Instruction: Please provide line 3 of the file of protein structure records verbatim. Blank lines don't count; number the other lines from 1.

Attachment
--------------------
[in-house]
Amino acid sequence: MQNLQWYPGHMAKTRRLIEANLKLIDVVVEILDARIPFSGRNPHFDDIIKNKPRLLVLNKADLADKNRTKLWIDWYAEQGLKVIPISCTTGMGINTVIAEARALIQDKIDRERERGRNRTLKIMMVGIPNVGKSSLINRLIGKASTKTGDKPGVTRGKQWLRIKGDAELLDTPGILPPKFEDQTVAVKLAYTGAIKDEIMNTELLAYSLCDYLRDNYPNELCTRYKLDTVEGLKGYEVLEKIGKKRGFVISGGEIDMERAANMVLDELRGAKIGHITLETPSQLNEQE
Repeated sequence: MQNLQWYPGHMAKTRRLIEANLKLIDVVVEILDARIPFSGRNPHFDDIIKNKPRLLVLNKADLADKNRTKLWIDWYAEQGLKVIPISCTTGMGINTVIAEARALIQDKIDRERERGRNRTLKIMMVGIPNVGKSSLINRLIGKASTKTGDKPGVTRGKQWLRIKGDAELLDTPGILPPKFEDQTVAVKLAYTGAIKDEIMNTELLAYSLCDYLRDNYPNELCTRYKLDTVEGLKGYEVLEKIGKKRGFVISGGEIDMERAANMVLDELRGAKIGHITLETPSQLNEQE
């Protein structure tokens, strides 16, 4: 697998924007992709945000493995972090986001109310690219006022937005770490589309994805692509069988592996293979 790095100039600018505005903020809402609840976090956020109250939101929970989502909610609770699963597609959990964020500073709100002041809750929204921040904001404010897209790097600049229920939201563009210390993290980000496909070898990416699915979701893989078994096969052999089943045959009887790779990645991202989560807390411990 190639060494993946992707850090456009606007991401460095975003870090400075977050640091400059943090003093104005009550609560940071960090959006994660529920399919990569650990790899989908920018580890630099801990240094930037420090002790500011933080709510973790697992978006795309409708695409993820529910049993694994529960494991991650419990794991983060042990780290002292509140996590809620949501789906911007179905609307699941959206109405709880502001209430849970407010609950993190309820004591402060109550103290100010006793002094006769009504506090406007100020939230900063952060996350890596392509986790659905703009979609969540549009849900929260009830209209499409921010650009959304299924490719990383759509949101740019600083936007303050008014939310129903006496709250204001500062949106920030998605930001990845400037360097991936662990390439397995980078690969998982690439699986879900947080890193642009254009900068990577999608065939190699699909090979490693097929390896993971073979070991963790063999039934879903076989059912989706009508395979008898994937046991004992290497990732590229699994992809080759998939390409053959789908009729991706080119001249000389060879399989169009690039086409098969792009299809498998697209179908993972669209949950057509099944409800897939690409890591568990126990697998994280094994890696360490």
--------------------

Repeated sequence: MQNLQWYPGHMAKTRRLIEANLKLIDVVVEILDARIPFSGRNPHFDDIIKNKPRLLVLNKADLADKNRTKLWIDWYAEQGLKVIPISCTTGMGINTVIAEARALIQDKIDRERERGRNRTLKIMMVGIPNVGKSSLINRLIGKASTKTGDKPGVTRGKQWLRIKGDAELLDTPGILPPKFEDQTVAVKLAYTGAIKDEIMNTELLAYSLCDYLRDNYPNELCTRYKLDTVEGLKGYEVLEKIGKKRGFVISGGEIDMERAANMVLDELRGAKIGHITLETPSQLNEQE